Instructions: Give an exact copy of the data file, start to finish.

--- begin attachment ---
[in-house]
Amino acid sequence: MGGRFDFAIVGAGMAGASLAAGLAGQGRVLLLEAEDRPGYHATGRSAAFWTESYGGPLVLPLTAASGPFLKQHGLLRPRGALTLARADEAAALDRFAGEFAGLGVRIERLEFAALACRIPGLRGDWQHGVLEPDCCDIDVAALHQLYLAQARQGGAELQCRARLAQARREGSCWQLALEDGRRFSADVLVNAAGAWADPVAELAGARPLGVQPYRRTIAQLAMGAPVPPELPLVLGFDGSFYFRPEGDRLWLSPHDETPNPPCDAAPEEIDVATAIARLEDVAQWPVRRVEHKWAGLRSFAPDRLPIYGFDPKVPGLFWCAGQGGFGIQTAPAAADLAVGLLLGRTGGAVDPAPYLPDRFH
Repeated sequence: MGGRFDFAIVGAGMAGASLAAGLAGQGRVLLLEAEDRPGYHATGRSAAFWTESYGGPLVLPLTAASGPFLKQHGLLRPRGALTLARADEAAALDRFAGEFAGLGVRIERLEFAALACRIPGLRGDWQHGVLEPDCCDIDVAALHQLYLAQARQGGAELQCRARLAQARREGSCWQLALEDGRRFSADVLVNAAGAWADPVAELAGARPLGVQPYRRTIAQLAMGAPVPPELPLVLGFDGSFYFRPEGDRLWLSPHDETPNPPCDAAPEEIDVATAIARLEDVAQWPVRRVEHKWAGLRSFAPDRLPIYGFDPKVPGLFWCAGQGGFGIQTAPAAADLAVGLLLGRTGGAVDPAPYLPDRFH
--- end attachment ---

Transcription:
[in-house]
Amino acid sequence: MGGRFDFAIVGAGMAGASLAAGLAGQGRVLLLEAEDRPGYHATGRSAAFWTESYGGPLVLPLTAASGPFLKQHGLLRPRGALTLARADEAAALDRFAGEFAGLGVRIERLEFAALACRIPGLRGDWQHGVLEPDCCDIDVAALHQLYLAQARQGGAELQCRARLAQARREGSCWQLALEDGRRFSADVLVNAAGAWADPVAELAGARPLGVQPYRRTIAQLAMGAPVPPELPLVLGFDGSFYFRPEGDRLWLSPHDETPNPPCDAAPEEIDVATAIARLEDVAQWPVRRVEHKWAGLRSFAPDRLPIYGFDPKVPGLFWCAGQGGFGIQTAPAAADLAVGLLLGRTGGAVDPAPYLPDRFH
Repeated sequence: MGGRFDFAIVGAGMAGASLAAGLAGQGRVLLLEAEDRPGYHATGRSAAFWTESYGGPLVLPLTAASGPFLKQHGLLRPRGALTLARADEAAALDRFAGEFAGLGVRIERLEFAALACRIPGLRGDWQHGVLEPDCCDIDVAALHQLYLAQARQGGAELQCRARLAQARREGSCWQLALEDGRRFSADVLVNAAGAWADPVAELAGARPLGVQPYRRTIAQLAMGAPVPPELPLVLGFDGSFYFRPEGDRLWLSPHDETPNPPCDAAPEEIDVATAIARLEDVAQWPVRRVEHKWAGLRSFAPDRLPIYGFDPKVPGLFWCAGQGGFGIQTAPAAADLAVGLLLGRTGGAVDPAPYLPDRFH